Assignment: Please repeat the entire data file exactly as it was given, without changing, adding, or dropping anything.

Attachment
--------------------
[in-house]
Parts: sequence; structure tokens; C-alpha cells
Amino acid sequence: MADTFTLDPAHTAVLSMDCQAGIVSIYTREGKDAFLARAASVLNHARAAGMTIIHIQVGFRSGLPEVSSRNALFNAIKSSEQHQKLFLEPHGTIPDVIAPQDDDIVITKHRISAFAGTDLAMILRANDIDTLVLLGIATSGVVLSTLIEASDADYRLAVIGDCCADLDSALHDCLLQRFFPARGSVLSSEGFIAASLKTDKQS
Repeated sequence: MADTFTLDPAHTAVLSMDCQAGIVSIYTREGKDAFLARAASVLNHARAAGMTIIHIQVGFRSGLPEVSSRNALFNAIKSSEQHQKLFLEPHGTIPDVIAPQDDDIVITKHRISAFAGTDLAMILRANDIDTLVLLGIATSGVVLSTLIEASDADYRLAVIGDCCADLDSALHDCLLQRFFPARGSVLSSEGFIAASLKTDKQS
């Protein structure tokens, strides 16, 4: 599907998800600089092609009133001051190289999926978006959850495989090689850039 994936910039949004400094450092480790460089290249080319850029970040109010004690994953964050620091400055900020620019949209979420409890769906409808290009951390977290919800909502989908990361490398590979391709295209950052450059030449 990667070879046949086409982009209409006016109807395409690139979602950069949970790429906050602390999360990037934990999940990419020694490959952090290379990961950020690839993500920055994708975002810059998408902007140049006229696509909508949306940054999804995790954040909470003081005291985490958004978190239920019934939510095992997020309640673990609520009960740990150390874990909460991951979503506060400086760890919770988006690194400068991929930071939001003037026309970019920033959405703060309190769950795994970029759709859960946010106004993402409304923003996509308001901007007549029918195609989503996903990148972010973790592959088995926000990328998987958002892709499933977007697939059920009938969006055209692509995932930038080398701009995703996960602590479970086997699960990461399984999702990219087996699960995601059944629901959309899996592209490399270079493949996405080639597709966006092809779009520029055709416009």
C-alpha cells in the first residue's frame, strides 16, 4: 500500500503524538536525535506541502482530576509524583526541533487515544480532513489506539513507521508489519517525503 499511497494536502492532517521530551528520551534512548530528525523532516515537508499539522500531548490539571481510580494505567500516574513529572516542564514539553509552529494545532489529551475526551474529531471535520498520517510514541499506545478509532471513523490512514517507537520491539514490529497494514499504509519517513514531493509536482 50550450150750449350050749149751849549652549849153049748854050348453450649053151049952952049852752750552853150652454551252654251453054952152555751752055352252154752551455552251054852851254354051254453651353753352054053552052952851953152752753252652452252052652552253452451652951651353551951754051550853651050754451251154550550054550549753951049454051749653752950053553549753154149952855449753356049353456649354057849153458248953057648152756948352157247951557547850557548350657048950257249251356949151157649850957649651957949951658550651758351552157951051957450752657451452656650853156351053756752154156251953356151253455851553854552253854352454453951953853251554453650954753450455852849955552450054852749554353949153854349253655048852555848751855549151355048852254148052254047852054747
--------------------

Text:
[in-house]
Parts: sequence; structure tokens; C-alpha cells
Amino acid sequence: MADTFTLDPAHTAVLSMDCQAGIVSIYTREGKDAFLARAASVLNHARAAGMTIIHIQVGFRSGLPEVSSRNALFNAIKSSEQHQKLFLEPHGTIPDVIAPQDDDIVITKHRISAFAGTDLAMILRANDIDTLVLLGIATSGVVLSTLIEASDADYRLAVIGDCCADLDSALHDCLLQRFFPARGSVLSSEGFIAASLKTDKQS
Repeated sequence: MADTFTLDPAHTAVLSMDCQAGIVSIYTREGKDAFLARAASVLNHARAAGMTIIHIQVGFRSGLPEVSSRNALFNAIKSSEQHQKLFLEPHGTIPDVIAPQDDDIVITKHRISAFAGTDLAMILRANDIDTLVLLGIATSGVVLSTLIEASDADYRLAVIGDCCADLDSALHDCLLQRFFPARGSVLSSEGFIAASLKTDKQS
């Protein structure tokens, strides 16, 4: 599907998800600089092609009133001051190289999926978006959850495989090689850039 994936910039949004400094450092480790460089290249080319850029970040109010004690994953964050620091400055900020620019949209979420409890769906409808290009951390977290919800909502989908990361490398590979391709295209950052450059030449 990667070879046949086409982009209409006016109807395409690139979602950069949970790429906050602390999360990037934990999940990419020694490959952090290379990961950020690839993500920055994708975002810059998408902007140049006229696509909508949306940054999804995790954040909470003081005291985490958004978190239920019934939510095992997020309640673990609520009960740990150390874990909460991951979503506060400086760890919770988006690194400068991929930071939001003037026309970019920033959405703060309190769950795994970029759709859960946010106004993402409304923003996509308001901007007549029918195609989503996903990148972010973790592959088995926000990328998987958002892709499933977007697939059920009938969006055209692509995932930038080398701009995703996960602590479970086997699960990461399984999702990219087996699960995601059944629901959309899996592209490399270079493949996405080639597709966006092809779009520029055709416009």
C-alpha cells in the first residue's frame, strides 16, 4: 500500500503524538536525535506541502482530576509524583526541533487515544480532513489506539513507521508489519517525503 499511497494536502492532517521530551528520551534512548530528525523532516515537508499539522500531548490539571481510580494505567500516574513529572516542564514539553509552529494545532489529551475526551474529531471535520498520517510514541499506545478509532471513523490512514517507537520491539514490529497494514499504509519517513514531493509536482 50550450150750449350050749149751849549652549849153049748854050348453450649053151049952952049852752750552853150652454551252654251453054952152555751752055352252154752551455552251054852851254354051254453651353753352054053552052952851953152752753252652452252052652552253452451652951651353551951754051550853651050754451251154550550054550549753951049454051749653752950053553549753154149952855449753356049353456649354057849153458248953057648152756948352157247951557547850557548350657048950257249251356949151157649850957649651957949951658550651758351552157951051957450752657451452656650853156351053756752154156251953356151253455851553854552253854352454453951953853251554453650954753450455852849955552450054852749554353949153854349253655048852555848751855549151355048852254148052254047852054747